If you live in the Phoenix area and want a quick weekend camping getaway near town, this place has got you covered! If you're from out of town and want to experience the glory of the Sonoran desert up close, you'll find few campgrounds as nice as this.
I've lived in the Sonoran desert for almost twenty years now and will admit, some of the novelty has naturally worn off. I have Saguaro cacti in my yard and see the desert any time I leave the house. But, even for a desert dweller like me, Willow Campground is the kind of place that renews one's appreciation for the beauty of the Phoenix area, and it was certainly not lost on me. I hope that you too, will get to check this place out sometime soon!
The Waterfall Trail is arguably the most popular destination at White Tank Mountain Regional Park. It attracts large crowds, especially when the waterfall is flowing. On a late afternoon in March, we got the whole place to ourselves and enjoyed peace and solitude at the trail's end, which we hear is a rare thing.
ZooLights transforms the Phoenix Zoo into a colorful, bright and cheery Holiday wonderland. It's an event that shouldn't be missed. How was it in 2020, the year of the pandemic? Read on to find out.
Vulture Mine is one of the most productive gold mines in Arizona history. Founded by Henry Wickenburg in 1863, this prosperous mine sparked a boomtown named Vulture City to arise from the Sonoran desert. Today, visitors are able to visit a few remaining original buildings and get a glimpse into what pioneer life was like in 19th century Arizona. And best of all, many say that this location is one of the most haunted places in Arizona.
If you’re looking for a unique autumn or Halloween experience other than the usual haunted house that is family friendly, you can’t go wrong with the Enchanted Pumpkin Garden. Never heard of it? Heard of it and wondered if it is worth it? We give you the low down and a taste of what you can expect.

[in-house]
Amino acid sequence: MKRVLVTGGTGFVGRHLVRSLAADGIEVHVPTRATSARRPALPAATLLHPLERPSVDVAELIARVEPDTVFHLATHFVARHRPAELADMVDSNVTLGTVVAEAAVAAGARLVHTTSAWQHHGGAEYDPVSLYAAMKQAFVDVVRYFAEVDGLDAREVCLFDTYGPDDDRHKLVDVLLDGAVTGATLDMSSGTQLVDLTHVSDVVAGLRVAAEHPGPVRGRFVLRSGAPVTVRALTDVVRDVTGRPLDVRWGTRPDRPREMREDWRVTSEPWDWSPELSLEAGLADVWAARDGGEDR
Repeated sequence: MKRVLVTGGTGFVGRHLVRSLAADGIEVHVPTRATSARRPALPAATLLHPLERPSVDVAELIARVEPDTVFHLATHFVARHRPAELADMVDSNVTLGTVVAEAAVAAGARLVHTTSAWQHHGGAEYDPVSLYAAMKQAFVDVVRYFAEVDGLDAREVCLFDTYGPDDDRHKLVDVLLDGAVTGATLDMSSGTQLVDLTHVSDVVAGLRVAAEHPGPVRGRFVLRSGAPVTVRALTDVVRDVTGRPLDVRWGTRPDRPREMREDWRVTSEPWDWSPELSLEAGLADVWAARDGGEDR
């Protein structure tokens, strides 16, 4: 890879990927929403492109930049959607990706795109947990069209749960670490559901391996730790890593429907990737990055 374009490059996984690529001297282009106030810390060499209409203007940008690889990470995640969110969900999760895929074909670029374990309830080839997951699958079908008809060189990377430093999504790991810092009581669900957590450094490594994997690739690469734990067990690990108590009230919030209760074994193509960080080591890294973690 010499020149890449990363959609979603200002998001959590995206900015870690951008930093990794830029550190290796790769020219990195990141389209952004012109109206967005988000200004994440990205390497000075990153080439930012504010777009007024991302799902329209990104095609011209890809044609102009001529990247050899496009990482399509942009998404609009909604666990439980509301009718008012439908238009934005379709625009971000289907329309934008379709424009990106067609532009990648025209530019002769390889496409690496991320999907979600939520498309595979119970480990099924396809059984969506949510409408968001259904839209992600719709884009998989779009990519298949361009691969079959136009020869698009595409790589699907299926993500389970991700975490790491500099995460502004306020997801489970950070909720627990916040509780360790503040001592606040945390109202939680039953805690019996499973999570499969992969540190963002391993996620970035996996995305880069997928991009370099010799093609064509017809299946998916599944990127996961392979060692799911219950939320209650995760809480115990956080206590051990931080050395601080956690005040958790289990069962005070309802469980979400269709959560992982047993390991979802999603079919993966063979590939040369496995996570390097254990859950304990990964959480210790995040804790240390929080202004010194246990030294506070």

Tom's Thumb is a recognizable landmark, visible from the city of Scottsdale, that hikers can explore. The hike to this destination takes hikers through beautiful Sonoran desert terrain that has amazing views of distant landmarks such as Four Peaks.
Autumn adventures are a tradition for us and this year we went seeking new locations a bit closer to home. Schnepf Farms Pumpkin and Chili Party is an annual festival held in Phoenix that we had never experienced before, so we headed out to see what we had been missing all this time.
The Siphon Draw Trail serves as conduit directly into the Superstition Wilderness. Hikers can proceed all the way up to the top of the Flatiron, or take a more casual approach like I did, to get up close and personal with the iconic mountains.
I undertook a pilgrimage through the beautiful Weaver mountains to the spot where 19 Granite Mountain Hotshots sacrificed their lives on June 30, 2013, battling the now infamous Yarnell Hill fire. The experience is both somber, and beautiful, and will leave a lasting impression on all who visit.
The Boyce Thompson Arboretum near Phoenix, Arizona offers plenty of hiking opportunities on well maintained trails next to amazing mountainous scenery. Combined with thousands of species of arid land plants, it's a must stop location for any outdoor fan!